The smoke coming from the homes on a street in the Crystal Oaks subdivision Thursday wasn't a sign of crackling hearth fires, but something much less cheery:
Citrus County Utility Department employees set off a smoke bomb in the sewer system of the tiny neighborhood to sniff out the source of a disgusting stench residents say has bothered them for five years.
Utilities operations supervisor Robert G. Merkel carefully watched the roofs of the nine homes to see whether the smoke passed from the sewer system up through the sewer vent pipes that poke from the top of the homes.
He also inspected inside some of the homes and around them, to make sure sewer gases weren't escaping from a broken connection.
The 9 a.m. test failed to find any leaks.
"Everything went just like clockwork," Merkel said after test was over. "I guess it's back to the drawing board."
Residents of N Entry Oaks Point weren't pleased.
"Bob, something has to be done," said Margaret Knickerbocker, who by now is on a first-name basis with the utilities supervisor and knows about a number of sewer system inspection techniques.
"I walked outside yesterday and it almost killed me," added her husband, Richard Knickerbocker.
"I know we're trying your patience," Merkel replied. "We'll get to the bottom of this."
Merkel has put video cameras in the sewer system and installed a chemical device designed to reduce the stink. Nothing so far has been able to pinpoint the source.
Knickerbocker and his wife said the noisome smell has been a mystery for years. It comes up during the summer and winter, on windy and still days, day or night.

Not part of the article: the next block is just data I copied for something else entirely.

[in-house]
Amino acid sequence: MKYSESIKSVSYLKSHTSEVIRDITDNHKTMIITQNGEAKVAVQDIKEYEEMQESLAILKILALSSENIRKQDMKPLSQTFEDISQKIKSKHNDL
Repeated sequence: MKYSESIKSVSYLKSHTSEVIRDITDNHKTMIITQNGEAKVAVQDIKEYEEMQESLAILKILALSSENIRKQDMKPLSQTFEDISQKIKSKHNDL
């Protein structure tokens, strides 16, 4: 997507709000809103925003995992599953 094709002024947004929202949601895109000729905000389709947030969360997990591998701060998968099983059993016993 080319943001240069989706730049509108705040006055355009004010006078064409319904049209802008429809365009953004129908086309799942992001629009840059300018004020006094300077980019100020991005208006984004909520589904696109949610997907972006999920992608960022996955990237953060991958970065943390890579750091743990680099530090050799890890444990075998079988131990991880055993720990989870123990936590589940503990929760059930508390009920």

Indeed, a faint sewer smell was present Thursday morning, though not as bad as it can be sometimes, residents said.
"It's like when you go to the dentist and your teeth stop hurting," said George Smith, who has lived at the bottom of the gently sloping street since 1990. "It's never as bad when we bring people out here."
The smell is variously described as rotten eggs or chemicals or just plain raw sewage. Whatever it is, it stinks.
"It can be pretty gross," said Connie Taylor, a two-year resident of the block. "I thought something crawled up (in the sewer system) and died one day."
Some neighborhood residents suspect the lift station which is a few hundred yards south of the neighborhood, a theory Merkel discounts. Others think there were problems when the sewer system was installed.
No matter what the cause, the stink has driven residents to keep their doors and windows tightly sealed day and night.
The Knickerbockers considered building a pool, but decided against it after spending a stomach-churning night at a pool at a neighbors house.
"Sometimes it make you want to throw up," Richard Knickerbocker said.
Residents aren't really angry with the county. They just want something done. If there is a sore point, it's worries about the health effects of the smell.
"They won't tell me what the health implications are," said Margaret Knickerbocker, a nurse who retired with her husband and moved to Citrus from Long Island last year. "Nobody wants to give me an answer."